Business Friday: What They Don’t Teach You In School

“Life is too important to be taken seriously.”— Oscar Wilde

Around the turn of the century, a piece of modern business mythology was born. The idea goes something like this: “The customer is always right.” Many small business owners, including photographers, adopted this principle as if it were the golden rule. And it worked—their customers, it was said, loved them. But some photographers did not make enough money to remain in business—all that love not withstanding.

busines of photograohy

What I’m about to say may shock some of you: In my opinion, a photography operation should be run for the benefit of the owners, not the customers. That’s because clients (most of them, anyway) don’t care if you make enough money to survive. If you fail, there’s always “that other guy” that Arlo Guthrie snag about.

Since customers don’t care if you make a profit, you need to establish policies and practices that ensure that you do. For instance, each aspect of your operation should be self-supporting: You shouldn’t do some assignments for less money because you’re making larger profits from others. This approach makes you vulnerable to lower-priced competition in your high-profit area and at risk in the low-profit one. I’ve seen photographers shoot assignments for ego satisfaction alone and while it may be fun, it can become a trap, because this kind of job can keep you busy without generating cash flow. The winner is the customer, the loser is the photographer.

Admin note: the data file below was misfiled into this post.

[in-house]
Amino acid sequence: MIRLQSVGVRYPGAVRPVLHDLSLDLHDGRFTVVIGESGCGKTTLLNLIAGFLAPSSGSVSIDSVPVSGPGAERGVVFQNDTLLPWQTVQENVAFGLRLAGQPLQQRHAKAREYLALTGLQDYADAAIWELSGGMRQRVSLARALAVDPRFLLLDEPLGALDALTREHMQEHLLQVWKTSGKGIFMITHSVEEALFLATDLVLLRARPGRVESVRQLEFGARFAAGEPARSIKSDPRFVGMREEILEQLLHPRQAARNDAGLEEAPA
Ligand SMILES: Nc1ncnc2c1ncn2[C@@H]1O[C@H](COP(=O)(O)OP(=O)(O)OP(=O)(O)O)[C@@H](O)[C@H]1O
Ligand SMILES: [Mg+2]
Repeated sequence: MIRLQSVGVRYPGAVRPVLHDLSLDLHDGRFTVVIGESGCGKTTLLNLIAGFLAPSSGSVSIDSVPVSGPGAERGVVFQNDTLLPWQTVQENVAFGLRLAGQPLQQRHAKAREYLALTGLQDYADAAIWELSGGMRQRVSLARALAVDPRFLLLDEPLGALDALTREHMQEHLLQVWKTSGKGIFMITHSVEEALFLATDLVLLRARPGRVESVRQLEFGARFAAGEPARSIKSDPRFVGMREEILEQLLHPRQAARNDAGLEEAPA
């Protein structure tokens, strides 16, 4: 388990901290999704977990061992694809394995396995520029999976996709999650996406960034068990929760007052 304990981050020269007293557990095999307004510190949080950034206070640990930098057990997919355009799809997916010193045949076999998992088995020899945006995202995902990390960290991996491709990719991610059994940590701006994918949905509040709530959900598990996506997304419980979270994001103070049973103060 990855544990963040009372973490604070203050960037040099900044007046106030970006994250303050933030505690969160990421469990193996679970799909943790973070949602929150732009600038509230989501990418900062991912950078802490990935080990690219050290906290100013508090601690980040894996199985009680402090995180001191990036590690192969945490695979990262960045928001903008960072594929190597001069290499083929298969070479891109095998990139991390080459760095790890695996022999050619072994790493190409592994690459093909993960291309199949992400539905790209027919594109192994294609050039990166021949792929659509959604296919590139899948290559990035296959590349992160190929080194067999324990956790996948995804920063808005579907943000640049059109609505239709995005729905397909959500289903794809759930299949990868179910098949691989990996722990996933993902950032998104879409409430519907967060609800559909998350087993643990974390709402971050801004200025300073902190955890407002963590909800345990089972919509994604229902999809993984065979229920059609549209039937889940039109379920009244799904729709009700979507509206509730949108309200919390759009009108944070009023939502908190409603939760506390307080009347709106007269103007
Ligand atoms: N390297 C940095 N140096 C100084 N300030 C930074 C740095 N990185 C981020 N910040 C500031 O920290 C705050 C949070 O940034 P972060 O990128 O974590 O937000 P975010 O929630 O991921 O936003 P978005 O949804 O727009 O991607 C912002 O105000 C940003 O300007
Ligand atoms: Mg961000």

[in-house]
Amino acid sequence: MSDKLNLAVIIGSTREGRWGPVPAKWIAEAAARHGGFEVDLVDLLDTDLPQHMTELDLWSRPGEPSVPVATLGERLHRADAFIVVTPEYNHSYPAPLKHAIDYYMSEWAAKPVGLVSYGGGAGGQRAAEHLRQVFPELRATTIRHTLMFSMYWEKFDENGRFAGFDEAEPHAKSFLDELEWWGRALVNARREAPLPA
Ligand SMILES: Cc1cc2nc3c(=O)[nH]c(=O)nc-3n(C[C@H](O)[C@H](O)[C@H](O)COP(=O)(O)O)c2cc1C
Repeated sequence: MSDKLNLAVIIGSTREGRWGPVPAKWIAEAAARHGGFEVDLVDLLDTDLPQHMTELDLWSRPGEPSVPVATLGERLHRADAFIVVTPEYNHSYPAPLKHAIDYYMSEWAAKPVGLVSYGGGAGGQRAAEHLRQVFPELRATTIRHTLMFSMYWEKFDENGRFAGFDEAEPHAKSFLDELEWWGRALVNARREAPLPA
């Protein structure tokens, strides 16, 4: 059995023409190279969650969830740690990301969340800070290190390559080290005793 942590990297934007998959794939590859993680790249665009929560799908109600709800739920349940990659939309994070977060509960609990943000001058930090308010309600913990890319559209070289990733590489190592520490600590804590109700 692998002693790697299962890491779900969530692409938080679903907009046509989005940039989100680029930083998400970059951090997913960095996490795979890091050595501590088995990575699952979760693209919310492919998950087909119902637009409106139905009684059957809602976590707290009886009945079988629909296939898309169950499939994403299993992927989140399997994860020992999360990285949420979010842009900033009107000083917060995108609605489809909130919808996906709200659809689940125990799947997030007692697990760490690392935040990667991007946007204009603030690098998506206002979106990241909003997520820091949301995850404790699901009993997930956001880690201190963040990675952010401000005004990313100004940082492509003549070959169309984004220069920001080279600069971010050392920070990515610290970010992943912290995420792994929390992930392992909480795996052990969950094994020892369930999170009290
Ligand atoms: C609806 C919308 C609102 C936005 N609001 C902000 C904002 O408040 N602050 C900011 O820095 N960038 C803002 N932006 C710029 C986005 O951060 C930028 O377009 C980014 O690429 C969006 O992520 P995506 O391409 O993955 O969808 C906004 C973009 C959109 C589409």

If we don’t look out for our own best interests, who will? Typically, most photographic operations in this country are small. When Mary and I operated our studio new clients were appreciated and respected but everything was run under standard policies. Good, existing clients were nurtured and we were more flexible about how we do things for them. This is important: It’s your business you can run it anyway you like; these are just a few ideas to keep in the back of your mind when things don’t go the way you had hoped.

This is an excerpt from my forthcoming book “On Photography, A Life in Photography,” a business book about photography that includes the anecdotal references of a memoir.

Author: Joe Farace

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